Julianna Baggott, About One New Word

17 Apr

Last night I was at a dinner party, I turned to introduce my husband and said, “This is Dave, my … partner.” He was kind of surprised — not by the choice to call him my partner, but because of the pause. He’s always a little nervous when I pause, not sure what’s coming next.

Then I told the story of talking my parents into calling each other partner — in support of same-sex marriage — after 50 years of saying husband and wife. They said they would. But were Dave and I? Basically, we so rarely go out that there’s little chance.

But this past week, Delaware — my little home state, my small wonder, the first state — has passed a bill allowing same-sex civil unions– a nice first step. It’s also gay pride week, and I recently met some of the transgendered people in my community who were very warm and welcoming. And, all around, it’s been on my mind.

However I don’t really personally dig the term partner. Is it the country-western vibe? Is it the fact that it feels a little sterile — like Dave’s my business partner, which, in fact, he also is?

Well, just so happens, the woman I was introducing myself, Rachelle, had recently invented a new word for this: coband – instead of husband and wife, Dave and I could be cobands. Here’s Rachelle’s post on the word.  And a little more on the derivation of husband.

The Free Dictionary, online, puts it this way:

“The English word husband, even though it is a basic kinship term, is not a native English word. It comes ultimately from the Old Norse word husbondi, meaning “master of a house,” which was borrowed into Old English as husbonda. The second element in husbondi, bondi, means “a man who has land and stock” and comes from the Old Norse verb bua, meaning “to live, dwell, have a household.” The master of the house was usually a spouse as well, of course, and it would seem that the main modern sense of husband arises from this overlap. When the Norsemen settled in Anglo-Saxon England, they would often take Anglo-Saxon women as their wives; it was then natural to refer to the husband using the Norse word for the concept, and to refer to the wife with her Anglo-Saxon (Old English) designation, wif, “woman, wife” (Modern English wife). Interestingly, Old English did have a feminine word related to Old Norse husbondi that meant “mistress of a house,” namely, husbonde. Had this word survived into Modern English, it would have sounded identical to husband surely leading to ambiguities.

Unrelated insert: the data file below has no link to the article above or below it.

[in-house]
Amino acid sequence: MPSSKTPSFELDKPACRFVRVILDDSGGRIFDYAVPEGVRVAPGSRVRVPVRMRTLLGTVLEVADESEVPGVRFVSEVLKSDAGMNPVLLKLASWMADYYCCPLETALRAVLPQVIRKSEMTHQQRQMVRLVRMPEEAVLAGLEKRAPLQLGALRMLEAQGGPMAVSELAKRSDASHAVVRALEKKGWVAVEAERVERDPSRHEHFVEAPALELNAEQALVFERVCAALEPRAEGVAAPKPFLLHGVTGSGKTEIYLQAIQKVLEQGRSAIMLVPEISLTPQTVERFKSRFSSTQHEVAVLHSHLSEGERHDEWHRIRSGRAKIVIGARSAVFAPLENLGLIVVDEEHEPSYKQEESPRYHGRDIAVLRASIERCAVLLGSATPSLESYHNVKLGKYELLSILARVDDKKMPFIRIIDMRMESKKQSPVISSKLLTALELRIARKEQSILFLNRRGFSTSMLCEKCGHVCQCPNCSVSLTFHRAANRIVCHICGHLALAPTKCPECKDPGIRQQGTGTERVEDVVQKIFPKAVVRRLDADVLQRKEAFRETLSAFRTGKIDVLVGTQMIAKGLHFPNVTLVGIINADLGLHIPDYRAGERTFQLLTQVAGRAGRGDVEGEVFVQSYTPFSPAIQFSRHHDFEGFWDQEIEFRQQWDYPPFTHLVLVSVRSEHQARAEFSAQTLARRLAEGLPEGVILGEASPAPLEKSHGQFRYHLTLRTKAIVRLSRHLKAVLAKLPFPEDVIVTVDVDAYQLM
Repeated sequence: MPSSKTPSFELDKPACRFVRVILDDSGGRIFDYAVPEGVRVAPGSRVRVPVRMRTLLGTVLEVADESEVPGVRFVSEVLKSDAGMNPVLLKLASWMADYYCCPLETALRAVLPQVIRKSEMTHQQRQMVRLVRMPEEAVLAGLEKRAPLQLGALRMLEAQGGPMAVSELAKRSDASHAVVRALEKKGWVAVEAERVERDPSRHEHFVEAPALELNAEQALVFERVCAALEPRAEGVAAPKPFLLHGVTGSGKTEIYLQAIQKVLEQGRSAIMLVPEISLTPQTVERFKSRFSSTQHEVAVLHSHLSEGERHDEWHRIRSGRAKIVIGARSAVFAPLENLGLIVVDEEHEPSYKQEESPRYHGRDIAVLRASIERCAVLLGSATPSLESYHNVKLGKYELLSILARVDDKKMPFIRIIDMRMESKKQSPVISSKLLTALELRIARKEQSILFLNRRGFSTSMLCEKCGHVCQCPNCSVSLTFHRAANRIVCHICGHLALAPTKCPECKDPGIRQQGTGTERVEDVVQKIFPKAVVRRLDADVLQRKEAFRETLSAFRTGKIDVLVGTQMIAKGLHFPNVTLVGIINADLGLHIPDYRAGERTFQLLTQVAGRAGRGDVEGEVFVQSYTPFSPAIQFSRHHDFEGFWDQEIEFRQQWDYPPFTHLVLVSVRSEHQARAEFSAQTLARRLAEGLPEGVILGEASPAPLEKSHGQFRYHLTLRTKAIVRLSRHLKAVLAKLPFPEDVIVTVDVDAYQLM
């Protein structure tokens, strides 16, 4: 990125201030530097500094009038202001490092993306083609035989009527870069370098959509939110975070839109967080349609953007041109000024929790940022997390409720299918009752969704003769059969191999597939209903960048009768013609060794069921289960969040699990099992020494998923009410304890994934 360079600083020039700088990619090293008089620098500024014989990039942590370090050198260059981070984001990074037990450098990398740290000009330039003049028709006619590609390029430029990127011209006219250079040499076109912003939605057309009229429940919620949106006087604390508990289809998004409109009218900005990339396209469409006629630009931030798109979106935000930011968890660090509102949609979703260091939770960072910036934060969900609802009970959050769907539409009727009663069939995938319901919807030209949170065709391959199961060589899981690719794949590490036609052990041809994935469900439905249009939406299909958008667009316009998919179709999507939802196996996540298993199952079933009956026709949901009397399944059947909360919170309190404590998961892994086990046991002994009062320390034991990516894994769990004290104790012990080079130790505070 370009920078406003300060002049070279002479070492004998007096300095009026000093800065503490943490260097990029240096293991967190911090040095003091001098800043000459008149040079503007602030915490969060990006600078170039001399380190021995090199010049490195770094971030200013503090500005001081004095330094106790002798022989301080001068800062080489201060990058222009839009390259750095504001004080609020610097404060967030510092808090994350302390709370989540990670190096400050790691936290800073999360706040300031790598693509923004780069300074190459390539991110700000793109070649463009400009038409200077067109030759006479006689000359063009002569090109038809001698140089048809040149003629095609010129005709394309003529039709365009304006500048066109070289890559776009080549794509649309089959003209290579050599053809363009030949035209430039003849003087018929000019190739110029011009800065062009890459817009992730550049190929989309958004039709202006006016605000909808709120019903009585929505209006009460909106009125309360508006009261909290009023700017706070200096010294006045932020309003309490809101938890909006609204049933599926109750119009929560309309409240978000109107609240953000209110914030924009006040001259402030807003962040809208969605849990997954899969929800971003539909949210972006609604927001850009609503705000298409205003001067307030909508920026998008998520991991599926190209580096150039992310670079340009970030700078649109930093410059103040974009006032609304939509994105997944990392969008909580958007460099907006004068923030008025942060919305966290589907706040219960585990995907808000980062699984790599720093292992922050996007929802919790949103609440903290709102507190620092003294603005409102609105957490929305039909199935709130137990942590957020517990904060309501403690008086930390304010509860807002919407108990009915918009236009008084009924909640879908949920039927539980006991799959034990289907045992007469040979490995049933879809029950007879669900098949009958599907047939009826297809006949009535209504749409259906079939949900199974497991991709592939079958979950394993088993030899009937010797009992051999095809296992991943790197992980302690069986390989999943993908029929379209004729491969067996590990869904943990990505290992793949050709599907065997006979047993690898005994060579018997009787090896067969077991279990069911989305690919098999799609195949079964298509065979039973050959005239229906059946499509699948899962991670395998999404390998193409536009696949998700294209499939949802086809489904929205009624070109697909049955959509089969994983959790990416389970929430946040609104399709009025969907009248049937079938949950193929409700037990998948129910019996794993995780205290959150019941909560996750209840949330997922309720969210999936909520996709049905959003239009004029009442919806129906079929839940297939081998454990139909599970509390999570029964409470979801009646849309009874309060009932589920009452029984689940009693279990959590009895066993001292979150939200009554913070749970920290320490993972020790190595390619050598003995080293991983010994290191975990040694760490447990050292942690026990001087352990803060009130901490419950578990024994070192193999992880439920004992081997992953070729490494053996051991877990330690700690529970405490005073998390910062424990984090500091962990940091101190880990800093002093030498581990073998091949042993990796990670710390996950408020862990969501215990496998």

Now Dave and I aren’t new to inventing new words. This past week, I invented the term exaggerabation — when you exaggerate in your own head or aloud and alone.  I’ve also been working on a series of poems that use words dropped from the English language — dansyheaded, buzznack, hedgecreep.  One is forthcoming in the next Best American Poetry, edited by Kevin Young.

Dave is trying to get the saying “hug the bear” off the ground. Basically, he thinks that he once heard that the musculature of bears doesn’t allow them to scratch their own chests and so if you’re confronted by a bear, you should hug it. I don’t actually have faith in Dave’s understanding of the musculature of bears — or at least not enough to hug one that’s attacking me. But, still, I get it. When confronted with a huge problem that could maul you, sometimes you have to get in close and embrace it. (I find myself sometimes saying hug the bear, in spite of my issues with it.)

As the evening ripped along, I found myself really liking the term coband. Dave’s my coband. I’m his coband. We’re each other’s cobands. It started to settle into my head and, once I said it a few times, it felt right in my mouth.

And so my post for Aboutaword is really, quite literally, about one word. I might just be exaggerbating here, but I think it’s one of my favorite new inventions of the year!


Julianna Baggott is the author of seventeen books. Her latest novel, THE PROVENCE CURE FOR THE BROKENHEARTED, was published this spring, under her pen name Bridget Asher. As Baggott, she’s published three collections of poetry, most notably, LIZZIE BORDEN IN LOVE. (Her first collection is free through her website. Her work has appeared in The New York Times, Boston Globe, Washington Post, Best American Poetry, Poetry, and on NPR’s Talk of the Nation. The first book of an upcoming post-apocalyptic trilogy, PURE, will be published next year. She teaches creative writing at Florida State University’s Creative Writing Program. For more musings, you can visit her blog.

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